Tony Benn and the Queen

4 May

I doubt any politician will ever has as much nonsense written about him as Tony Benn. The so-called most dangerous figure in Britain !. You have to wonder what was going on in 1974 when that was written in the Evening Standard. Although it was Kingsley Amis.
Benn was nothing if not a democrat , and for that he was tagged as a loon , nuts , immature and worse. The media and the chattering classes painted him as a totem of extremity. The hippie son-in-law in Reggie Perrin in his ” Benn for president ” t-shirt . Or the knee jerk reaction of Jeffrey , in George and Mildred , to blame ” Anthony Wedgewood Benn” for anything ( Dandruff as quoted in Alwyn Turners excellent ” Crisis? What crisis?”).
Benns diaries though leave a wonderful record of what he was really up to , rather than the fleet street version. One aspect that amuses me is his relationship with the Monarchy.

One of the most bizarre incidents that seems to rattle on for years is his attempt to get the Queen to agree to having stamps without her head on. This is hardly born from radicalism more pragmatic design aesthetics. The Queen and the palace play Benn superbly. It’s all mixed messages and subtle hints. In March 1965 Benn has an audience with the Queen where she tells him she has no views on it ( of course Monarchs don’t ). On his way out Adeane , the Queens private secretary assures him the Palace has never blocked the idea of stamps without the queens head on “but I think the monarch’s head has to be on the stamps, doesn’t it ?” By October 65 Adeane has written to No 10 with the threat of political controversy. Days later Wilson tells him the Queen has told him she doesn’t want her head removed ( in either the Cromwellian sense or off the stamps). He concludes by getting the Queen to agree to a Silhouette. Benn acknowledges “I have been defeated..the Monarchy and all it stands for is one of the great centres of reaction and conservatism in this country.”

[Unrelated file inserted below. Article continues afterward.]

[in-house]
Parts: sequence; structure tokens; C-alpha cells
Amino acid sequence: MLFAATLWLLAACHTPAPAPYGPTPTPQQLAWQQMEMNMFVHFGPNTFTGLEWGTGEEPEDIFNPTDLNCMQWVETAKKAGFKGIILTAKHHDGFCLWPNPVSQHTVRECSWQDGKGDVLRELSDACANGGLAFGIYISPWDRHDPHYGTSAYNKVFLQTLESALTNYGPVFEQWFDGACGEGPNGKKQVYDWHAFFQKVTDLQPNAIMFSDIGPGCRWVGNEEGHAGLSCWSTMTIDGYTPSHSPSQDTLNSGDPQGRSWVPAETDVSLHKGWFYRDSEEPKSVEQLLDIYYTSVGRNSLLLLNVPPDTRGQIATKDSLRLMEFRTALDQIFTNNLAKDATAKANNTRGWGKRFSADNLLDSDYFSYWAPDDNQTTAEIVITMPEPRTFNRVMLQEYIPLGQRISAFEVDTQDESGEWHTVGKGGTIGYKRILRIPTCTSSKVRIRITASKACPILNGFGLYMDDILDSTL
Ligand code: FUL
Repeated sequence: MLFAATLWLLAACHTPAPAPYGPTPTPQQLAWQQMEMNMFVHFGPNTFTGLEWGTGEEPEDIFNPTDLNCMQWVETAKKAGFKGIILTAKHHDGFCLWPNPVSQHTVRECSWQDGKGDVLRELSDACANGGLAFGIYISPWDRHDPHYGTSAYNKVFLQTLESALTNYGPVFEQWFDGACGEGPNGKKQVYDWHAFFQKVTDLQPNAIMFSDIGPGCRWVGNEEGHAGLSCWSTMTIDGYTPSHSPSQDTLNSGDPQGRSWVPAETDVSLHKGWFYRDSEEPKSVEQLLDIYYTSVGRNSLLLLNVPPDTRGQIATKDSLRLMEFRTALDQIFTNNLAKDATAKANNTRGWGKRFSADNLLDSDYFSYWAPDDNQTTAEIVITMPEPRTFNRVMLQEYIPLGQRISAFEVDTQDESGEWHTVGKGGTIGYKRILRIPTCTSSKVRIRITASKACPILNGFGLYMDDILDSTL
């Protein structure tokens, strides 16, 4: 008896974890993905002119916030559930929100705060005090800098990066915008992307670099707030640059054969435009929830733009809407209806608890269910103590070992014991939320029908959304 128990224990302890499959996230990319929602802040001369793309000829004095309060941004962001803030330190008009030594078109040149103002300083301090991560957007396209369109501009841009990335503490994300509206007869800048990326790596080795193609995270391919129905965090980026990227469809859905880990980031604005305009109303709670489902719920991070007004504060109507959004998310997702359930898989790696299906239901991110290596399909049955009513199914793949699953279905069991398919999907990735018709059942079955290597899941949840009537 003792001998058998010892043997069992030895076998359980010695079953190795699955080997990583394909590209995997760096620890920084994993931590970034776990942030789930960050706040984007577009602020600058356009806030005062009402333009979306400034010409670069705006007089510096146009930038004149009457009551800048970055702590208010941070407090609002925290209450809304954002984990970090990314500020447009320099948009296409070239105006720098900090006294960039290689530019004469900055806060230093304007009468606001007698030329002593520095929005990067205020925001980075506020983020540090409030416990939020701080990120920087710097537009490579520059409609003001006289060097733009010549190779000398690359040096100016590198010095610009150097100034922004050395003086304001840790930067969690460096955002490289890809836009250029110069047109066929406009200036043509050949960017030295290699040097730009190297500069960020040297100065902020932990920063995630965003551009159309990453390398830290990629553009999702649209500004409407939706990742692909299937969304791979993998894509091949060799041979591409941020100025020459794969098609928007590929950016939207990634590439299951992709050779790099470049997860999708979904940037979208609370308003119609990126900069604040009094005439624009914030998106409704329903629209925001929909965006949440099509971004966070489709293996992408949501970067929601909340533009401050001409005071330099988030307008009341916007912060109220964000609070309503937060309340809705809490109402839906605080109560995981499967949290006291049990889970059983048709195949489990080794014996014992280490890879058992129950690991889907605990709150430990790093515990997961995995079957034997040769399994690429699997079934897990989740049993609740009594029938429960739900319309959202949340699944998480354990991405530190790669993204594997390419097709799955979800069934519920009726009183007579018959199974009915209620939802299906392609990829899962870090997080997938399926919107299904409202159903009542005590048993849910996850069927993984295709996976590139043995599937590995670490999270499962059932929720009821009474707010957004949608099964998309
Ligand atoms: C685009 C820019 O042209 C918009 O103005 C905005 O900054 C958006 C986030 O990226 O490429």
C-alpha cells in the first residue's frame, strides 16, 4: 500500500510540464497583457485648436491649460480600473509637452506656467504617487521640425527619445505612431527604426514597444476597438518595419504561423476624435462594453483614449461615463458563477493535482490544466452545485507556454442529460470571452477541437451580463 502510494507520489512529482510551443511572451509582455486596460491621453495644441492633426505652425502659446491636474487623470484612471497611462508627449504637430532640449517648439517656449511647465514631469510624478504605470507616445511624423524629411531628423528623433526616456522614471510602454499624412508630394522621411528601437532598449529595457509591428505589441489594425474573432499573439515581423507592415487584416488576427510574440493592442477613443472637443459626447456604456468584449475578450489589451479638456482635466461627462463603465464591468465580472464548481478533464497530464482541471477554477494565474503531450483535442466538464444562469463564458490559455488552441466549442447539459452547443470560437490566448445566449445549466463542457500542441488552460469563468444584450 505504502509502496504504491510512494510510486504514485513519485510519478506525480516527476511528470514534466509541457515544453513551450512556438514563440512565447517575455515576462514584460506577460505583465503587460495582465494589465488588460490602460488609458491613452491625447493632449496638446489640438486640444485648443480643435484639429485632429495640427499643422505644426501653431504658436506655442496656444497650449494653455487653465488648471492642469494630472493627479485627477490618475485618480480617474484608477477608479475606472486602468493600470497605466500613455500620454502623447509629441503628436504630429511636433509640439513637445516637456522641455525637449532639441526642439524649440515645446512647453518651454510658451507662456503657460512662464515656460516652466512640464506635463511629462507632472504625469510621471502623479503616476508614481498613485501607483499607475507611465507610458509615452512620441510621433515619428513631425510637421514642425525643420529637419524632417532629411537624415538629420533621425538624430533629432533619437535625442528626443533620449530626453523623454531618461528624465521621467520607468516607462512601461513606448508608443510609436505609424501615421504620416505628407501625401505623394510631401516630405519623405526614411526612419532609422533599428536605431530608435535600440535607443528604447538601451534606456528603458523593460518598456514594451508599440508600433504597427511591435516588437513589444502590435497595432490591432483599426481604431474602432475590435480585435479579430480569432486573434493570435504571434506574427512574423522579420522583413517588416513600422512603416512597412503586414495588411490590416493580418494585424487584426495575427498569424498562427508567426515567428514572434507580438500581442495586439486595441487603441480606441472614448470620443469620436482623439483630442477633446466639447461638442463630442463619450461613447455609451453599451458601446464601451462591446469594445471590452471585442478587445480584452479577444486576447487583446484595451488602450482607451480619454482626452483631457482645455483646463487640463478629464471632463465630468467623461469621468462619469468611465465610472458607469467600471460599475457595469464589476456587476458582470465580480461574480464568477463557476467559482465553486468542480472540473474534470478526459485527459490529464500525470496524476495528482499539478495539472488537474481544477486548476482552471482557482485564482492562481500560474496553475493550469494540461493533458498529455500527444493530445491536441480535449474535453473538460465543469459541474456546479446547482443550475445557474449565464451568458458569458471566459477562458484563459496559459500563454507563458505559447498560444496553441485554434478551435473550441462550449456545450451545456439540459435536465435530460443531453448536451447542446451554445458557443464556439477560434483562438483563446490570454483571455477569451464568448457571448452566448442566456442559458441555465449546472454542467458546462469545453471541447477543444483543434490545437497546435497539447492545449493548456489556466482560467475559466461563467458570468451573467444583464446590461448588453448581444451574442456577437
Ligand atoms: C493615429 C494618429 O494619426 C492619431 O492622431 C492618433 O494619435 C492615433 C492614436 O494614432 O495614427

In 1966 Benn is at a state banquet. He again meets Adeane and the issue of stamps comes up. Benn tells him the Archbishop of Lambeth has written to him angrily about the removal of the Queens head. The establishment get unhappy at the strangest of things.

In Feb 68 Benn is sat next to the Duke of Edinburgh at a lunch. The Duke comes across as itching to get the Queen political. He wants all Ministers to meet her, for the Ombudsman to be part of the Royal Household …this word seems very 60s !In July 69 Benn meets the Queen at Winfrith reactor.Benn engages in a discussion on Royal prerogative. The Queen affirms her support for Concorde, “She is not clever, but she is reasonably intelligent..the Duke …was talking about high taxation as a major disincentive “

Some more interesting observations seem to suggest the futility of the relationship between Government and the Crown. In 1977 , Prime Minster Callaghan suggests the Cabinet buy her a present for the silver jubilee. A silver coffee pot. Each Minister had to contribute $15 ! In 81 the royal wedding and Benn sees “Feudal propaganda …as socially advanced as France before the revolution..”

So Tony Benn , a mild-mannered man who was openly a republican. The most dangerous he ever got to the Queen was to try to make stamps aesthetically easier…a case study in media representation.


One Response to “Tony Benn and the Queen”


  1. Benn and the Referendum | kuneblog - April 13, 2016

    […] have written before about Tony Benns Diaries, which are a wonderful read. He was of course a key player in the 1975 EU […]

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